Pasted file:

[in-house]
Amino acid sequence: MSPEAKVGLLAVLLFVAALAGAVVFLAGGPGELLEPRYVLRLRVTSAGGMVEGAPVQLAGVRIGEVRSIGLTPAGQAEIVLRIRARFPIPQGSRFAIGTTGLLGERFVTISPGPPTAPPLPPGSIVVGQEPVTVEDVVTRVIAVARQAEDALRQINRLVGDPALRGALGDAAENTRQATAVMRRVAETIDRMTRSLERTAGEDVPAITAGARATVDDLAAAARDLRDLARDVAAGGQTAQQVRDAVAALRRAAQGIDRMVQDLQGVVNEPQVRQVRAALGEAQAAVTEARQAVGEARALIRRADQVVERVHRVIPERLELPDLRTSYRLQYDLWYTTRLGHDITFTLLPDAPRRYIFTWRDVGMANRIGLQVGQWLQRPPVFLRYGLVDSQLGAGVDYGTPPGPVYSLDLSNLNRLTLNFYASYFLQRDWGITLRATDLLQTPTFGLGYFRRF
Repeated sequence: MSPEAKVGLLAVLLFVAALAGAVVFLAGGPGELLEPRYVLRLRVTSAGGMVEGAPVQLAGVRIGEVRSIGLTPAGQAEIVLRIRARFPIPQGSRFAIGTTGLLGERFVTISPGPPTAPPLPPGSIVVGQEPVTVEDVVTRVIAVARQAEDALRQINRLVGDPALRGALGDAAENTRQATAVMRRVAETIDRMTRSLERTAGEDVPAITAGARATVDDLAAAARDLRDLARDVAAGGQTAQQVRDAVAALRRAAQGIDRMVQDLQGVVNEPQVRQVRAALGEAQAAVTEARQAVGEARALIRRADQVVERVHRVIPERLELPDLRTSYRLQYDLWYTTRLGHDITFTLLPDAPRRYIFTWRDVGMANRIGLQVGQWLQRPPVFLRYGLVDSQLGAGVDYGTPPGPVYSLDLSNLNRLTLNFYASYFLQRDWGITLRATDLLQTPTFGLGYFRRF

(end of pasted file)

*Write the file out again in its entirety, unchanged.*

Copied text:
[in-house]
Amino acid sequence: MSPEAKVGLLAVLLFVAALAGAVVFLAGGPGELLEPRYVLRLRVTSAGGMVEGAPVQLAGVRIGEVRSIGLTPAGQAEIVLRIRARFPIPQGSRFAIGTTGLLGERFVTISPGPPTAPPLPPGSIVVGQEPVTVEDVVTRVIAVARQAEDALRQINRLVGDPALRGALGDAAENTRQATAVMRRVAETIDRMTRSLERTAGEDVPAITAGARATVDDLAAAARDLRDLARDVAAGGQTAQQVRDAVAALRRAAQGIDRMVQDLQGVVNEPQVRQVRAALGEAQAAVTEARQAVGEARALIRRADQVVERVHRVIPERLELPDLRTSYRLQYDLWYTTRLGHDITFTLLPDAPRRYIFTWRDVGMANRIGLQVGQWLQRPPVFLRYGLVDSQLGAGVDYGTPPGPVYSLDLSNLNRLTLNFYASYFLQRDWGITLRATDLLQTPTFGLGYFRRF
Repeated sequence: MSPEAKVGLLAVLLFVAALAGAVVFLAGGPGELLEPRYVLRLRVTSAGGMVEGAPVQLAGVRIGEVRSIGLTPAGQAEIVLRIRARFPIPQGSRFAIGTTGLLGERFVTISPGPPTAPPLPPGSIVVGQEPVTVEDVVTRVIAVARQAEDALRQINRLVGDPALRGALGDAAENTRQATAVMRRVAETIDRMTRSLERTAGEDVPAITAGARATVDDLAAAARDLRDLARDVAAGGQTAQQVRDAVAALRRAAQGIDRMVQDLQGVVNEPQVRQVRAALGEAQAAVTEARQAVGEARALIRRADQVVERVHRVIPERLELPDLRTSYRLQYDLWYTTRLGHDITFTLLPDAPRRYIFTWRDVGMANRIGLQVGQWLQRPPVFLRYGLVDSQLGAGVDYGTPPGPVYSLDLSNLNRLTLNFYASYFLQRDWGITLRATDLLQTPTFGLGYFRRF